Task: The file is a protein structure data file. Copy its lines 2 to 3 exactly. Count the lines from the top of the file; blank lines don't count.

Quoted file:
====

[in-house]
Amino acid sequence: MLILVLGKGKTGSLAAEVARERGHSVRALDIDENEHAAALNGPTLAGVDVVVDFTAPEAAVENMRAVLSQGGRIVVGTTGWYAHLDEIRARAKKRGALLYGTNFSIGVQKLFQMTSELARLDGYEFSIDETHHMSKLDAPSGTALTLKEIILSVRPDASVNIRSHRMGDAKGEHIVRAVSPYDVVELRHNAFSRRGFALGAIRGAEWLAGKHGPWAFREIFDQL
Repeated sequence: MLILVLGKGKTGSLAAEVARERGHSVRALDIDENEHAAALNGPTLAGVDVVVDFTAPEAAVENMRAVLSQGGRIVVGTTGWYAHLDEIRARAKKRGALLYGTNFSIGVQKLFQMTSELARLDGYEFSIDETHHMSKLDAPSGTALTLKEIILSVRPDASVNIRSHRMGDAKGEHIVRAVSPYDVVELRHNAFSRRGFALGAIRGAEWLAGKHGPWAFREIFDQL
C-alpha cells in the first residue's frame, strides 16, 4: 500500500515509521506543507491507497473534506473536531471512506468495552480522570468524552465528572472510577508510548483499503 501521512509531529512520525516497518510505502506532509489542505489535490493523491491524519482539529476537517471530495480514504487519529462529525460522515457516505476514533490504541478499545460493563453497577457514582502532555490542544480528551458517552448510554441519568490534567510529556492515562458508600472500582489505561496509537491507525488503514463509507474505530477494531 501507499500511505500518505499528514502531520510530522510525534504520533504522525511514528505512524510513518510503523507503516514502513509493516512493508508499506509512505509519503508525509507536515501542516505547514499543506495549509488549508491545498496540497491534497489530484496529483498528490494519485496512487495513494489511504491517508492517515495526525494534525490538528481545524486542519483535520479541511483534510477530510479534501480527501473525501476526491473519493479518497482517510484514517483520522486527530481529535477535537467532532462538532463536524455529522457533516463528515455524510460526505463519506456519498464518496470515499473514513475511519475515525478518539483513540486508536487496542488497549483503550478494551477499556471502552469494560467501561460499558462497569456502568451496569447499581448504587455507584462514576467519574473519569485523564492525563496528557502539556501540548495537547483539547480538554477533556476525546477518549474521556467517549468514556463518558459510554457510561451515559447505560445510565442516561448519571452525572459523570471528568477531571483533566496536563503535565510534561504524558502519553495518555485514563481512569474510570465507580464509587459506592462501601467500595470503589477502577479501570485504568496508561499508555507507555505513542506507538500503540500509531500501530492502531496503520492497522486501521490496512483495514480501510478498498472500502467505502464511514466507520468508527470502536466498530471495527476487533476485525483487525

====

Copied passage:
Amino acid sequence: MLILVLGKGKTGSLAAEVARERGHSVRALDIDENEHAAALNGPTLAGVDVVVDFTAPEAAVENMRAVLSQGGRIVVGTTGWYAHLDEIRARAKKRGALLYGTNFSIGVQKLFQMTSELARLDGYEFSIDETHHMSKLDAPSGTALTLKEIILSVRPDASVNIRSHRMGDAKGEHIVRAVSPYDVVELRHNAFSRRGFALGAIRGAEWLAGKHGPWAFREIFDQL
Repeated sequence: MLILVLGKGKTGSLAAEVARERGHSVRALDIDENEHAAALNGPTLAGVDVVVDFTAPEAAVENMRAVLSQGGRIVVGTTGWYAHLDEIRARAKKRGALLYGTNFSIGVQKLFQMTSELARLDGYEFSIDETHHMSKLDAPSGTALTLKEIILSVRPDASVNIRSHRMGDAKGEHIVRAVSPYDVVELRHNAFSRRGFALGAIRGAEWLAGKHGPWAFREIFDQL